Inflation in labor, capital, and materials costs are projected to continue this year. There is no certainty that NextEra could raise rates to offset increased costs.
Weather, including hurricanes like Ian, always remain a risk for Florida utilities.
The campaign finance probes will remain, at minimum, a distraction from operations.
Despite the IRA, the market for utility-scale renewables may cool.
Positive risks are the continued growth of Florida’s population and economy and the falling natural gas prices.
I do not recommend NextEra Energy to dividend-seekers.
I am downranking NextEra from “buy” to “hold” for investors seeking capital appreciation. Primarily, the company is facing a slowing in its renewables project business, not of ambition–plenty of projects are in the queue–but of timing and costs. While the IRA incentives will help, the simple fact of the European example (insufficient energy from wind when cheap Russian gas went away) coupled with the increasingly apparent need for 1:1 backup–often load-following natural gas–to renewables for grid stability and grid delays in connecting renewable projects making them higher cost, has cooled the ardor of many utilities and their regulators.
Momentum is strong in places like California and New York, so a healthy market still exists for NEER projects. Still the fact of a category of projects called “wind repowering” speaks to the need for not-cheap battery backup.
Interest costs are going up and NextEra has a considerable amount of debt ($55 billion) in its capital structure. Yet the company is still not bargain-priced with a current price/earnings ratio of 36.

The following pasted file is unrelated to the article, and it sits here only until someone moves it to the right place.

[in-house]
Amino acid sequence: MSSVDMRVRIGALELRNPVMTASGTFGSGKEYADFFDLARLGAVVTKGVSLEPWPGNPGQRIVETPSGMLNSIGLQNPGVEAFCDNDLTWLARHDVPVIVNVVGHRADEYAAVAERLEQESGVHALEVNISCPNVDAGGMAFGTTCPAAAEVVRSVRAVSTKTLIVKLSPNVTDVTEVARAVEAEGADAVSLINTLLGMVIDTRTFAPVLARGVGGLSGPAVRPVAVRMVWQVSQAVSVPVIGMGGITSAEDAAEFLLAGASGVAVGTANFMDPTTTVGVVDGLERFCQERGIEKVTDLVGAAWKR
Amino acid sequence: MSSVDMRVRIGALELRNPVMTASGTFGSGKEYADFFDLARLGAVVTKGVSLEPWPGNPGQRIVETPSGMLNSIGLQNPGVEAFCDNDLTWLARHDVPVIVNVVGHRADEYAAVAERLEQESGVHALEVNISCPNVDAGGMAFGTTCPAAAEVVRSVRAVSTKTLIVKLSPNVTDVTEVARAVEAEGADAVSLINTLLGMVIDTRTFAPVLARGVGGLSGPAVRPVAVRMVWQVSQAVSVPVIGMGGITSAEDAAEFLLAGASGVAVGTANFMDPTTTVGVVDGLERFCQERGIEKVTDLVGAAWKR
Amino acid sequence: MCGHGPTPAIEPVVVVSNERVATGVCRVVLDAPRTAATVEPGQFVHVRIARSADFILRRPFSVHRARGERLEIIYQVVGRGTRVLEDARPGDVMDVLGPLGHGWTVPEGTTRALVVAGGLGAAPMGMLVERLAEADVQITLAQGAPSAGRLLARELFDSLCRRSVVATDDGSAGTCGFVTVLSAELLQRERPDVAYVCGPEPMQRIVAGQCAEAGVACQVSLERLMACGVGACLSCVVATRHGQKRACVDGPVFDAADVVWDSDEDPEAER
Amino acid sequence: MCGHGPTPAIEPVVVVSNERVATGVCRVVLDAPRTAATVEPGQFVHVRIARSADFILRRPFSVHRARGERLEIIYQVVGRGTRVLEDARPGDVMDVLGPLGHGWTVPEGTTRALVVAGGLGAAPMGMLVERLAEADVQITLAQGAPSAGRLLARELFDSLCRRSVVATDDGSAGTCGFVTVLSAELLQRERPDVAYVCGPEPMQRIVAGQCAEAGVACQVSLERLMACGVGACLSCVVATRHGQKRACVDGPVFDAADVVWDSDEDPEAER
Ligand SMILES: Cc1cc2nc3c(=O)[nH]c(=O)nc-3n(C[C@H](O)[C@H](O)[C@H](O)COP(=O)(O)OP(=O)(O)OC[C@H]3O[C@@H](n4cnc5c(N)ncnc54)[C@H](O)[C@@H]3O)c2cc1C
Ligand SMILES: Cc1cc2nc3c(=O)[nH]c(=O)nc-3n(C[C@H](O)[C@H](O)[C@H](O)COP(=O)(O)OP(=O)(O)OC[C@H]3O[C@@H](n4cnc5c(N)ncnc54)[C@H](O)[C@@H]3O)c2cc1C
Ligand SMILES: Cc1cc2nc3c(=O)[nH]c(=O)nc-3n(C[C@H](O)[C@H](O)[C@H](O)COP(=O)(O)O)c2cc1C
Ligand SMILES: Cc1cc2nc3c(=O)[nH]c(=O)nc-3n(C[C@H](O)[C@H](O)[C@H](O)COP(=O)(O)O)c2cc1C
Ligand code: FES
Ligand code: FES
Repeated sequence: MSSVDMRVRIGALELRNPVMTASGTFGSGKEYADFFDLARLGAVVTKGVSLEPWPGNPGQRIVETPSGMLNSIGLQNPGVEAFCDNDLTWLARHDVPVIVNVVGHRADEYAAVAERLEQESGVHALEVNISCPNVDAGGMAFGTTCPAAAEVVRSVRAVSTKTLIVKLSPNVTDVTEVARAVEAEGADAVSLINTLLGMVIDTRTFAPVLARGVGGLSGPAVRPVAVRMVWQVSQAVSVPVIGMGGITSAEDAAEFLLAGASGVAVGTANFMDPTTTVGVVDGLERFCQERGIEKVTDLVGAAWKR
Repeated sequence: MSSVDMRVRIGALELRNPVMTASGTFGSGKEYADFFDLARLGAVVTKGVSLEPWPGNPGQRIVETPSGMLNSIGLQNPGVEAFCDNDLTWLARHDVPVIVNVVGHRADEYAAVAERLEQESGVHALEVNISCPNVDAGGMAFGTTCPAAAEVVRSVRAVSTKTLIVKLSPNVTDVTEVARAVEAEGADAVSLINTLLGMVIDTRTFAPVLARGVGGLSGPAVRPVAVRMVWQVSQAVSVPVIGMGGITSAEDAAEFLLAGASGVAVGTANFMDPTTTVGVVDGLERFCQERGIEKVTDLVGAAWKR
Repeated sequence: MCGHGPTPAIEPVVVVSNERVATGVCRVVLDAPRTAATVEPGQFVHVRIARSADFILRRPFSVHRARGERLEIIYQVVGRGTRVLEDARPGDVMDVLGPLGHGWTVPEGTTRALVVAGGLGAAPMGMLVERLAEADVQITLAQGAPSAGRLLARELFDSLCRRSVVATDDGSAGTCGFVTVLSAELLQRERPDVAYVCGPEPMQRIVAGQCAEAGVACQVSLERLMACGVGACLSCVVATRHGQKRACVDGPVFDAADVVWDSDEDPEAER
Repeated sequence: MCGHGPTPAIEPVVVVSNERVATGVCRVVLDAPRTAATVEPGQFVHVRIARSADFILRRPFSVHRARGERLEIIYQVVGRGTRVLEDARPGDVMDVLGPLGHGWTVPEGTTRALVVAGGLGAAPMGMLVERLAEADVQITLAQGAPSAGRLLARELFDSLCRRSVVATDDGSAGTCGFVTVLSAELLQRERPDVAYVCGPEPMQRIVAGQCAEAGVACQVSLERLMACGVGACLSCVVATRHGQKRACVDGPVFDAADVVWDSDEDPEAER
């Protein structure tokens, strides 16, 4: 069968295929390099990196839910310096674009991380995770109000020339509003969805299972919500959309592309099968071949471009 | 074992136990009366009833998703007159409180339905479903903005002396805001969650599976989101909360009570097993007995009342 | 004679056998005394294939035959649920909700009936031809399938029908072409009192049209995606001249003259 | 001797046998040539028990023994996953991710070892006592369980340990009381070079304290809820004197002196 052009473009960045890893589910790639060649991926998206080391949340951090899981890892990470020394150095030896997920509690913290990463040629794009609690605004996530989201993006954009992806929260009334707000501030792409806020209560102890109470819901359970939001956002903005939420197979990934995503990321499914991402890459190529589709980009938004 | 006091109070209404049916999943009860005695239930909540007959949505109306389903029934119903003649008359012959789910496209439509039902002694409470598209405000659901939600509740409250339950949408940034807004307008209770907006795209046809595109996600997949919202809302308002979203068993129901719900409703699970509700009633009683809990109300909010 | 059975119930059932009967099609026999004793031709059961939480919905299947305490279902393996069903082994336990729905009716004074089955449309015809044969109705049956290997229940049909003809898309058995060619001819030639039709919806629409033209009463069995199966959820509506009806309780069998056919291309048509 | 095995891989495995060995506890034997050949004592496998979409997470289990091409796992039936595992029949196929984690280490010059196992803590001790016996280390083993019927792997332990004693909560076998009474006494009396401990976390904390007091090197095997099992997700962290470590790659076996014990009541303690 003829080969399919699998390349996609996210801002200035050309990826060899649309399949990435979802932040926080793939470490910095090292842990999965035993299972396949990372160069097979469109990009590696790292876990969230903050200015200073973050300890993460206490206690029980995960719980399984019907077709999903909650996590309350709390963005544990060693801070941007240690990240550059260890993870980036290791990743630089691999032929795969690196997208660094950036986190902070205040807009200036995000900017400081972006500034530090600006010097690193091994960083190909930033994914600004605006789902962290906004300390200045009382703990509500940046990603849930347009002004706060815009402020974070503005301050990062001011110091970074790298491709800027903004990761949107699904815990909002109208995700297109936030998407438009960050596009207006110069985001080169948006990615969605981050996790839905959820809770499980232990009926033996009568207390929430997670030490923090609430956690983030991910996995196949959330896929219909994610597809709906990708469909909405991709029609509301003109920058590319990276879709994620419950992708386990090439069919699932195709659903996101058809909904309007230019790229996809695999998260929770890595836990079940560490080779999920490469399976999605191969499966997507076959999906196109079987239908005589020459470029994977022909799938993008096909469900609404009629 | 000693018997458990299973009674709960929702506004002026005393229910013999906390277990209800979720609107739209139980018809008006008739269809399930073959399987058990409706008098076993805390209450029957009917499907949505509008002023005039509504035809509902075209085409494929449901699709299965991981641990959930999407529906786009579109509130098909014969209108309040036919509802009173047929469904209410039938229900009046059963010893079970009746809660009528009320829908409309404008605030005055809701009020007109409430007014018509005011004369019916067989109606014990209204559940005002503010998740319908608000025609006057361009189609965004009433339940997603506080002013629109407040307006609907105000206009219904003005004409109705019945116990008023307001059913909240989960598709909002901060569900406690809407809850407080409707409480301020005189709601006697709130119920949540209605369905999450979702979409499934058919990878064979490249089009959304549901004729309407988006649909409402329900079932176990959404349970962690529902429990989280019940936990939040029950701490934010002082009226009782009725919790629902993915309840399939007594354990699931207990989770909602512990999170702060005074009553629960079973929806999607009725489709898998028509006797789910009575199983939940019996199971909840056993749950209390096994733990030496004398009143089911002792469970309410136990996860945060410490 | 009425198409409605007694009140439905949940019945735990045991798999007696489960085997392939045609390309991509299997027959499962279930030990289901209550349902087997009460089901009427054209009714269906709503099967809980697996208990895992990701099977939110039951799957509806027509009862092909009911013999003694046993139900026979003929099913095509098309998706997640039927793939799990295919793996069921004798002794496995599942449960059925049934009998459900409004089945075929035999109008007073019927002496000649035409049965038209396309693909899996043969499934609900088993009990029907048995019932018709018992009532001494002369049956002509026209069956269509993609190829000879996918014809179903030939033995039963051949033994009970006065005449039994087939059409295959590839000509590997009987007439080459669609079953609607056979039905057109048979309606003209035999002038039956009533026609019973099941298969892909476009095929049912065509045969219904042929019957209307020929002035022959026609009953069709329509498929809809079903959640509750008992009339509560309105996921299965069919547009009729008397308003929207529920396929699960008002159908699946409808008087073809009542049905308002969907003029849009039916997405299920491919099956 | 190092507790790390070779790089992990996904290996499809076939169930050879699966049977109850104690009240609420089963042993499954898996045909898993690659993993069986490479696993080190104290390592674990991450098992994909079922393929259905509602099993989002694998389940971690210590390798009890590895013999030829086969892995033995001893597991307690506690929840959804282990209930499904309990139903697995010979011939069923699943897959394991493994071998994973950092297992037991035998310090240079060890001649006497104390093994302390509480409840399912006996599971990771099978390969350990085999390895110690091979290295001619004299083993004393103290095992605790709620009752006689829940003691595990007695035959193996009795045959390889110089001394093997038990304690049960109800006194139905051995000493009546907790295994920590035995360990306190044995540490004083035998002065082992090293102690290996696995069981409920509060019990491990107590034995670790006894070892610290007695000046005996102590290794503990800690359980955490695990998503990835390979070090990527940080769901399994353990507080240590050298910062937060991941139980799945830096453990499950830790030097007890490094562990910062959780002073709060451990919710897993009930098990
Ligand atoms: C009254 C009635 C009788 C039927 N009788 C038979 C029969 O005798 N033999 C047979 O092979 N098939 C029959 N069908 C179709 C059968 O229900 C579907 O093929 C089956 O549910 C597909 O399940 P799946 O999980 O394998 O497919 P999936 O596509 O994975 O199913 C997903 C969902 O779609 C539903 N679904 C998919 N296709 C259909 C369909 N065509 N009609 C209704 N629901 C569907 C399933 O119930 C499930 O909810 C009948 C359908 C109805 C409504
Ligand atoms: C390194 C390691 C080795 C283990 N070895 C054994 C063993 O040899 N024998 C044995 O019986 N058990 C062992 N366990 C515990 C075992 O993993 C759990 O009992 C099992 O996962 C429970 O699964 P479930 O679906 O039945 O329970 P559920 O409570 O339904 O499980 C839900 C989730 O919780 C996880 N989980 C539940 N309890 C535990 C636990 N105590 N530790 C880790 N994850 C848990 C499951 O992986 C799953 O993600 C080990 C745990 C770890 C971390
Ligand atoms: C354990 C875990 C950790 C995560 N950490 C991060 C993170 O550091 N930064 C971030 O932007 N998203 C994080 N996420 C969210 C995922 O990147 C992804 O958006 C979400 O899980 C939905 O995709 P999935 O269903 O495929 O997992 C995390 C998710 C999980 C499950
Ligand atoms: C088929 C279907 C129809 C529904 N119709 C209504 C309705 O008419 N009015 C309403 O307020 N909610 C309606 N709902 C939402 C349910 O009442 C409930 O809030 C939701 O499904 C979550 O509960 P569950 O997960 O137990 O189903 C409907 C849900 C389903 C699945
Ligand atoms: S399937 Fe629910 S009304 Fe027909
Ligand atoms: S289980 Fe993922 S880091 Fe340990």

Hydrogen projects may be interesting but they are longer-term and could be a fairly marginal market.
The campaign finance probe news was likely an unpleasant shock to many investors–along with the shortfall in results. Although the probes appear to be minor, at a minimum they will be a tedious distraction.
On the FPL side of the business, Florida growth remains impressive. Even here, however, the flood of New Yorkers may slow.
The basic investing premise is the same: NextEra fills a key niche as the country’s largest renewable power generator together with healthy, growing, and consumer-friendly (less expensive) utility retail operations in the attractive Florida market. Once past current hurdles, as natural gas prices come down and the renewables market finds new footing, NextEra continues to be one of the most interesting companies in the sector.
Disclosure: I/we have a beneficial long position in the shares of NEE either through stock ownership, options, or other derivatives. I wrote this article myself, and it expresses my own opinions. I am not receiving compensation for it (other than from Seeking Alpha). I have no business relationship with any company whose stock is mentioned in this article.